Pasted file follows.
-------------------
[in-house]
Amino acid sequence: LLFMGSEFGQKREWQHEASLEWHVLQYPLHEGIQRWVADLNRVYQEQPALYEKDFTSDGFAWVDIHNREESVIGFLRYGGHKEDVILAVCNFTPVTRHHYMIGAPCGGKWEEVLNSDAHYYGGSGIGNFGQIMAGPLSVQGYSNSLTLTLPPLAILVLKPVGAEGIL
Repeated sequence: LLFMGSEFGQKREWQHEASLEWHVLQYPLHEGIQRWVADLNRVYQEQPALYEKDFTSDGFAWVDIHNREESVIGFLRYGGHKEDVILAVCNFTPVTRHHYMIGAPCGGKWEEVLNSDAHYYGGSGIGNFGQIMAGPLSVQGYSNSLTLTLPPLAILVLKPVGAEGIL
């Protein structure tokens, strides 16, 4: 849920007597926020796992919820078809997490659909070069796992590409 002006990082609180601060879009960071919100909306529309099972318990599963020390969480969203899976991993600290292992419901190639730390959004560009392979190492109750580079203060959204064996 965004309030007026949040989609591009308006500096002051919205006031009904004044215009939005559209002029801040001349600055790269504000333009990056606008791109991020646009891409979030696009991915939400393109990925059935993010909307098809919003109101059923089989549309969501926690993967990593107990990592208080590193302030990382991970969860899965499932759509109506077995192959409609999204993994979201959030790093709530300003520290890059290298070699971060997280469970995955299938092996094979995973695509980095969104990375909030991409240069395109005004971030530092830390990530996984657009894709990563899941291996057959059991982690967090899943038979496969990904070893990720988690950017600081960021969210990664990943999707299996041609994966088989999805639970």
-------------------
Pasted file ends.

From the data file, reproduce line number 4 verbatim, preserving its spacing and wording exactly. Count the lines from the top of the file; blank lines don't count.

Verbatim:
């Protein structure tokens, strides 16, 4: 849920007597926020796992919820078809997490659909070069796992590409 002006990082609180601060879009960071919100909306529309099972318990599963020390969480969203899976991993600290292992419901190639730390959004560009392979190492109750580079203060959204064996 965004309030007026949040989609591009308006500096002051919205006031009904004044215009939005559209002029801040001349600055790269504000333009990056606008791109991020646009891409979030696009991915939400393109990925059935993010909307098809919003109101059923089989549309969501926690993967990593107990990592208080590193302030990382991970969860899965499932759509109506077995192959409609999204993994979201959030790093709530300003520290890059290298070699971060997280469970995955299938092996094979995973695509980095969104990375909030991409240069395109005004971030530092830390990530996984657009894709990563899941291996057959059991982690967090899943038979496969990904070893990720988690950017600081960021969210990664990943999707299996041609994966088989999805639970």